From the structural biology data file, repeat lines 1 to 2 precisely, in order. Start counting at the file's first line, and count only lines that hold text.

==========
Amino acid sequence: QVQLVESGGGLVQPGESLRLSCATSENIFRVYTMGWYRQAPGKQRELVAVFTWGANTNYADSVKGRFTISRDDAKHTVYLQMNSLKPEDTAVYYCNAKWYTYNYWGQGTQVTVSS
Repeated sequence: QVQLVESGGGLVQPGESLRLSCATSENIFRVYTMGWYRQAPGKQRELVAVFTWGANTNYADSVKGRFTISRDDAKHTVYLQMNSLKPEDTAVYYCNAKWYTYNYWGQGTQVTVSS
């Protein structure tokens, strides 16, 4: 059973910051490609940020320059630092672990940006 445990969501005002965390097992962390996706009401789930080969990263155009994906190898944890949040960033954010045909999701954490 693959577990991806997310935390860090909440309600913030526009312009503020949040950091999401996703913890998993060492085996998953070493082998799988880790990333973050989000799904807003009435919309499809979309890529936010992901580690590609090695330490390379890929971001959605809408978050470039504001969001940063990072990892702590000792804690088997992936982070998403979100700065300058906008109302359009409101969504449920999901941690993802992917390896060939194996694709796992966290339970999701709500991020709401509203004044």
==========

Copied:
Amino acid sequence: QVQLVESGGGLVQPGESLRLSCATSENIFRVYTMGWYRQAPGKQRELVAVFTWGANTNYADSVKGRFTISRDDAKHTVYLQMNSLKPEDTAVYYCNAKWYTYNYWGQGTQVTVSS
Repeated sequence: QVQLVESGGGLVQPGESLRLSCATSENIFRVYTMGWYRQAPGKQRELVAVFTWGANTNYADSVKGRFTISRDDAKHTVYLQMNSLKPEDTAVYYCNAKWYTYNYWGQGTQVTVSS